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How to use external converter with system?

Discussion in 'Recording' started by WDavidW, Apr 24, 2004.

  1. WDavidW

    WDavidW Guest

    Hey guys,

    I'm in the process of updating all my gear piece by piece (like most of us :D ) and I have a few questions. Right now I'm running windows 2000, Athlon 1800XP, with 2 internal hard drives and I use Cubase SX along with an MAudio Delta 44 sound card. Well, I'd like to update my converters and get something like the Apogee Rosetta 200. Has anyone seen one yet? So far, most of my recordings are done with only one musician at a time (that'd be me) so I don't need too many channels right now. Right now I go through the Maudio and onto the hard drive and playback all of my tracks (which is usually under 20) through the 2 stereo tracks on the MAudio and I use the computers soundblaster card for midi in outs.
    My questions are:

    What do I need if I want to get an Apogee 200 and run firewire? (Besides a lot of cash)

    Will I need another soundcard in my computer such as an RME to use the Apogee or do I do all the converting both ways through the Apogee?

    I know that the quality will be great when I record but will I lose it once I start mixing and burn to CD?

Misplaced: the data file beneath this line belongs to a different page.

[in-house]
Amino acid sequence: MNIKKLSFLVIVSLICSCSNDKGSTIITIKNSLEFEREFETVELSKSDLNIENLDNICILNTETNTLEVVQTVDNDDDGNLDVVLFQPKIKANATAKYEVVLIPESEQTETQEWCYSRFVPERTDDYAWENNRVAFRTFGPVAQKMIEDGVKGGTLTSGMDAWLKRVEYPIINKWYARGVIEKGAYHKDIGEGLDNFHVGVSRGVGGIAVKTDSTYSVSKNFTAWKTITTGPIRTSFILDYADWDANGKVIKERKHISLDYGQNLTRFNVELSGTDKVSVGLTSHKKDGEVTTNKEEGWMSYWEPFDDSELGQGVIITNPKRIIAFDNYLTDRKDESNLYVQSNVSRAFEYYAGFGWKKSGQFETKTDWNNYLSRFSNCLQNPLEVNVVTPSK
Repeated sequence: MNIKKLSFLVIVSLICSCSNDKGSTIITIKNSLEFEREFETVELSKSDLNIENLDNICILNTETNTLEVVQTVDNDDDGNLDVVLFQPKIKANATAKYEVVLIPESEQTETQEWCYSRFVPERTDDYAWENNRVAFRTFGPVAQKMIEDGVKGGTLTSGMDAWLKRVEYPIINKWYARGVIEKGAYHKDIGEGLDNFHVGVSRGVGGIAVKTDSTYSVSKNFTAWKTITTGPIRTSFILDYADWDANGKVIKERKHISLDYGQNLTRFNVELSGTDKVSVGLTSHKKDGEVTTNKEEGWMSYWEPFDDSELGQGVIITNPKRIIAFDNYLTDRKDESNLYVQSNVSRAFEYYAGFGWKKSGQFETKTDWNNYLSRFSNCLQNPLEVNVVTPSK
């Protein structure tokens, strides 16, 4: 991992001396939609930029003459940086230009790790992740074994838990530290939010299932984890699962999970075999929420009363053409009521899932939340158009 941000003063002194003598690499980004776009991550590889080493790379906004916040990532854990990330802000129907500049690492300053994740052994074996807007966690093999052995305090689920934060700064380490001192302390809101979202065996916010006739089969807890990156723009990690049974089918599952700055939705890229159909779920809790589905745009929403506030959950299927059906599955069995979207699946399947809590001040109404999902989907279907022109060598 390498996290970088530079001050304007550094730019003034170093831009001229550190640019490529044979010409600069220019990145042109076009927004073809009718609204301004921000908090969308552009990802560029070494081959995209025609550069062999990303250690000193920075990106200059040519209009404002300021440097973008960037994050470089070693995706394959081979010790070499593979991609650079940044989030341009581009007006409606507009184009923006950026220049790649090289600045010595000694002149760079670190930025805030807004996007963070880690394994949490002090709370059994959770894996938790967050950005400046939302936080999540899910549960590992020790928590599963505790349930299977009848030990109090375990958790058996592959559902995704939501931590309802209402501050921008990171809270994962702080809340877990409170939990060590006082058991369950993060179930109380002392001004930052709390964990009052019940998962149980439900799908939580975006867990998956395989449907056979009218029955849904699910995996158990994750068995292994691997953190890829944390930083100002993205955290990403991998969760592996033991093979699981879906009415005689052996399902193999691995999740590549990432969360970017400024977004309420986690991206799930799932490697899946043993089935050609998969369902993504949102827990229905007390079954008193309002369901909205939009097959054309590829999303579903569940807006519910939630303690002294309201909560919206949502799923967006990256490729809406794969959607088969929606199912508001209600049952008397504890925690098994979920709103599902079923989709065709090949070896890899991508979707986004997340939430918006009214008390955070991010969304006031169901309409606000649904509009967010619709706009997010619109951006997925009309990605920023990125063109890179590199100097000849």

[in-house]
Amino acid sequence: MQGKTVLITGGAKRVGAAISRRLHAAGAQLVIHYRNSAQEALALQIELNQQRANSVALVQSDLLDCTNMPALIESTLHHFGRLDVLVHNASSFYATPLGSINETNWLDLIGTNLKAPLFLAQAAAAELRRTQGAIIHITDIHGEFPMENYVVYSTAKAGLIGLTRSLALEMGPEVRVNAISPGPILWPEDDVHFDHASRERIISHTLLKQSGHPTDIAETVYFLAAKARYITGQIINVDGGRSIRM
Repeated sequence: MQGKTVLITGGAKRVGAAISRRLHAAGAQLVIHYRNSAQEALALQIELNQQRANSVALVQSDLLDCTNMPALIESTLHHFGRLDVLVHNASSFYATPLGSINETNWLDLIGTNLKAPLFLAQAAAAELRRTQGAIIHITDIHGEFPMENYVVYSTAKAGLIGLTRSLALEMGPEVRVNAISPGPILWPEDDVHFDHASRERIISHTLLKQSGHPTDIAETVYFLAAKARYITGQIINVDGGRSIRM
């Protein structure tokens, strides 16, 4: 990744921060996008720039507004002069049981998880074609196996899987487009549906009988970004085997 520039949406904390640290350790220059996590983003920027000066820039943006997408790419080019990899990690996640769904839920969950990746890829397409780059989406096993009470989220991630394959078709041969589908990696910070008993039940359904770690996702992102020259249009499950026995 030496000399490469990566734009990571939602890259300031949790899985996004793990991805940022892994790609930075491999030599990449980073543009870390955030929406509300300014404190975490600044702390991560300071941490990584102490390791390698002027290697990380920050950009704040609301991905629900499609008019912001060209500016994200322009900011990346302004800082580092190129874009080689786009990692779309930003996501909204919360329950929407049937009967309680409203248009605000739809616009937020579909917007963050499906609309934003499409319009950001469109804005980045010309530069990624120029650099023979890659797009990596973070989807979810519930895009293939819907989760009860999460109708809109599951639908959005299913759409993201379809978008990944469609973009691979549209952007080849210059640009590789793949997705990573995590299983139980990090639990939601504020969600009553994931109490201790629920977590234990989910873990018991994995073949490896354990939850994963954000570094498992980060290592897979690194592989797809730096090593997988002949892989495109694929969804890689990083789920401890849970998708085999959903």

How many tracks will I be able to playback through a 1 or 2 channel apogee?

    Does the Apogee determine this or would a card like the RME be the thing that controls all playback and burning?

    How does this whole process work?
     
  2. mjones4th

    mjones4th Active Member

    You could get the optional X-Firewire card built in to the Rosetta 200, and connect directly to the computer using firewire. You would need either WinXP or Mac OS X, and an available firewire port. This way, the Rosetta would act as your audio interface, and you wouldn't need another. Of course, this would only give you two channels in and two out. Using your software mixer inside your DAW app of choice, you could mix inside the box and send your entire mix through the Apogee to your speakers. This is fine if you record one (stereo) or two (mono) tracks at a time.

    Another option is to get a card with a digital I/O (either AES/EBU or S/PDIF) and connect the Rosetta to that. this has the advantage of giving you full use of all the channels of the sound card itself, plus one stereo "gold channel" of A/D/A of the Rosetta. This is great if you multitrack, and (for instance) need better quality on your vocal tracks.
     
  3. WDavidW

    WDavidW Guest

    Thanks. It makes more sense now. So it sounds like the second option would be better- to use the Rosetta to record with and a good sound card to mix with and then run back out to the Rosetta. Would I lose any sound quality by doing that if the quality on the card is not as good as the quality of the Rosetta? Also, if I record with the Rosetta, then mix inside the computer using the sound card and then run it back out through the Rosetta for my stereo mix..then how do I loop it back into the computer so that I can save it to file and burn to CD? And again, would sound quality be lost because of the mixing within the sound card and not the Rosetta?
     
  4. mjones4th

    mjones4th Active Member